WXXI AM News

police reform

The United Christian Leadership Ministry has announced its proposals related to changes to policing in Monroe County. The proposals come in response to Governor Cuomo’s executive order on police reform. UCLM’s recommendations include a citizen review panel, additional training for officers, and racial justice education.

We discuss the proposals with our guests:

Max Schulte | WXXI News

 

The City of Rochester unveiled a survey on police reform Monday, but some residents argue that the way that questions are worded is problematic.

  

City councilmember Mary Lupien said around 20 people have reached out to her with concerns over the wording of the survey within the first 24 hours of it’s release. 

The death of Daniel Prude has led to questions about how police are trained to handle a variety of situations. Marvin Stepherson retired as a police sergeant with 25 years of service in local law enforcement. He now teaches at Roberts Wesleyan, and comments regularly on police-community relations.

Stepherson talks about how he sees the Prude case and what kind of change is possible within police structures. Our guest:

  • Marvin Stepherson, professor of criminal justice at Roberts Wesleyan College, and retired police sergeant 

Provided

Since a video of the arrest of Daniel Prude was released two weeks ago, calls for police reform have grown louder and more insistent.

Prude died a week after he suffocated when pinned to the pavement by Rochester police officers, who had been called to check on his mental health.

Citizens, activists, and elected leaders are pointing to a program in Oregon as an example of how a community should respond to these kinds of calls.

We continue our conversation issues surrounding Daniel Prude, who died , We welcome members of the Rochester Police Accountability Board to discuss policing in Rochester and possible reforms. We're also joined by Rochester CITY Newspaper reporter Gino Fanelli, who discusses his recent piece examining 50 years of police reform in Rochester.

Our guests:

  • Shani Wilson, chair of the Rochester Police Accountability Board
  • Danielle Tucker, member of the Rochester Police Accountability Board
  • Drorah Setel, member of the Rochester Police Accountability Board
  • Gino Fanelli, reporter for Rochester CITY Newspaper

The death of Daniel Prude in Rochester police custody has sparked local demonstrations and outreach across the country. Connections is devoting both hours to this story. In our first hour, we hear from community leaders who have been calling for various reforms. They respond to the mayor's claims that she had to keep this case quiet, along with her claims that Rochester does not have the problems that other cities have when it comes to policing. We also discuss other possible reforms.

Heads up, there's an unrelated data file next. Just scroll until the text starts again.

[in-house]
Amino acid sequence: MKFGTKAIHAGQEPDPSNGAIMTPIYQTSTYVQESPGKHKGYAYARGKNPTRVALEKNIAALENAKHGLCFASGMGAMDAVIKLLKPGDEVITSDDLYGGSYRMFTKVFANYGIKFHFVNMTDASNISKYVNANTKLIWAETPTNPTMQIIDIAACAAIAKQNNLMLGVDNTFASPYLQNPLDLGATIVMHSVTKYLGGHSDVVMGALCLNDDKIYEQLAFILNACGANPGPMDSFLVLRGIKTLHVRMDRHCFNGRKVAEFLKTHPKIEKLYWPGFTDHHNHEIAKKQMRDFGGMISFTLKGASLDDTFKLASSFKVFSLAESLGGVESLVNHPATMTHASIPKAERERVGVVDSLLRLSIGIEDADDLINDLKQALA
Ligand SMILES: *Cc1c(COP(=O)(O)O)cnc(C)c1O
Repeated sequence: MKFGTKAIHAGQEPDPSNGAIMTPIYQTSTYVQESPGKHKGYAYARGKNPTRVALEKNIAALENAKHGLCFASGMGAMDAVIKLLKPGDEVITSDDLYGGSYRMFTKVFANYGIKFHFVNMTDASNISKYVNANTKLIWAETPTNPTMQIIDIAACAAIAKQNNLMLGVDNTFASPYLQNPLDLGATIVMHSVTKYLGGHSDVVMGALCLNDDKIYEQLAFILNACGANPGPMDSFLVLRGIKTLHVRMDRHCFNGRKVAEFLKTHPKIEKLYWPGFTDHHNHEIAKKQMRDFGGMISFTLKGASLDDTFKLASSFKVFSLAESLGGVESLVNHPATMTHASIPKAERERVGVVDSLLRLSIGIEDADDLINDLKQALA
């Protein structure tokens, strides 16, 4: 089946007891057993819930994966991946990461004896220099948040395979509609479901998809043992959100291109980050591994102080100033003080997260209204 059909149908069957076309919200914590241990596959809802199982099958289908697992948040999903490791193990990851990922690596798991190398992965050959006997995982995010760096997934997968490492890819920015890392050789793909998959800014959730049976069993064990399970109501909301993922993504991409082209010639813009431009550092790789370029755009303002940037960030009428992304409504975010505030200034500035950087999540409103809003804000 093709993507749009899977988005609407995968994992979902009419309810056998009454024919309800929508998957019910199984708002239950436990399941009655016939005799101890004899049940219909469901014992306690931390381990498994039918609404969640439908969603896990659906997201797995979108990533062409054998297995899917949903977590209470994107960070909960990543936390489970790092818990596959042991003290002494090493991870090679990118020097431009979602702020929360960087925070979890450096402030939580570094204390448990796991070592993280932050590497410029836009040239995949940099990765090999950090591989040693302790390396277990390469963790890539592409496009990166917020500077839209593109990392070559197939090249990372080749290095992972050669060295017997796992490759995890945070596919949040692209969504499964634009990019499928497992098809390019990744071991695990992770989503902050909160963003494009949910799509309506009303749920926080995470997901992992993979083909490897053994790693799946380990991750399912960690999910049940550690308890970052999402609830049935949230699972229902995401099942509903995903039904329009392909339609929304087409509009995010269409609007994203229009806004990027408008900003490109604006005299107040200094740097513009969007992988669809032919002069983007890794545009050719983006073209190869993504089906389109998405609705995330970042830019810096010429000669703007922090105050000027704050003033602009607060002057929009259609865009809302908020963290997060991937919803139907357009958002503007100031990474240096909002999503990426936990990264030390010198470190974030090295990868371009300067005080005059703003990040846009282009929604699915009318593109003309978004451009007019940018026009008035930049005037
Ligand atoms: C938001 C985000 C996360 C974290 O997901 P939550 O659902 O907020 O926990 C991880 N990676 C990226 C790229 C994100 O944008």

Our guests:

James Brown / WXXI News

The New York Sheriffs' Association wants to beef up penalties for people who commit crimes against law enforcement.

Executive Director Peter Kehoe said crimes against officers, like stalking and assault, have been on the rise in recent years. 

He also said doxxing, or revealing personal information about officers, is also increasing. 

Most police officers do not live in the cities they serve. That's not necessarily the case in smaller towns, but it's true in cities like Rochester and most larger cities. Is there a harm in allowing police officers to live outside the city they serve?

Now, with the national focus on improving policing, there is growing momentum for new requirements on where police live. What are the benefits to this change? Is it fair? Our guests discuss it:

  • Simeon Banister, vice president of community programs at the Rochester Area Community Foundation
  • Danielle Ponder, diversity and inclusion officer for the Monroe County Public Defender's Office
  • Kellie McNair, co-lead of the Pathstone Foundation's antiracism curriculum project
  • Shane Wiegand, co-lead of the Pathstone Foundation's antiracism curriculum project

We’re joined by members of the United Christian Leadership Ministry to discuss police reform in America. The ministry was founded in 2010; since then, members have advocated for police accountability and policies regarding body worn cameras. Our guests share their perspectives on Rochester City Council’s recent budget vote as it relates to defunding police, and their priorities and recommendations for police reform both locally and nationally. Our guests:

  • Reverend Lewis Stewart, president of United Christian Leadership Ministry
  • Alex White, co-chair of the United Christian Leadership Ministry Community Justice Advisory Board
  • Kerry Coleman, chair of community police relations of United Christian Leadership Ministry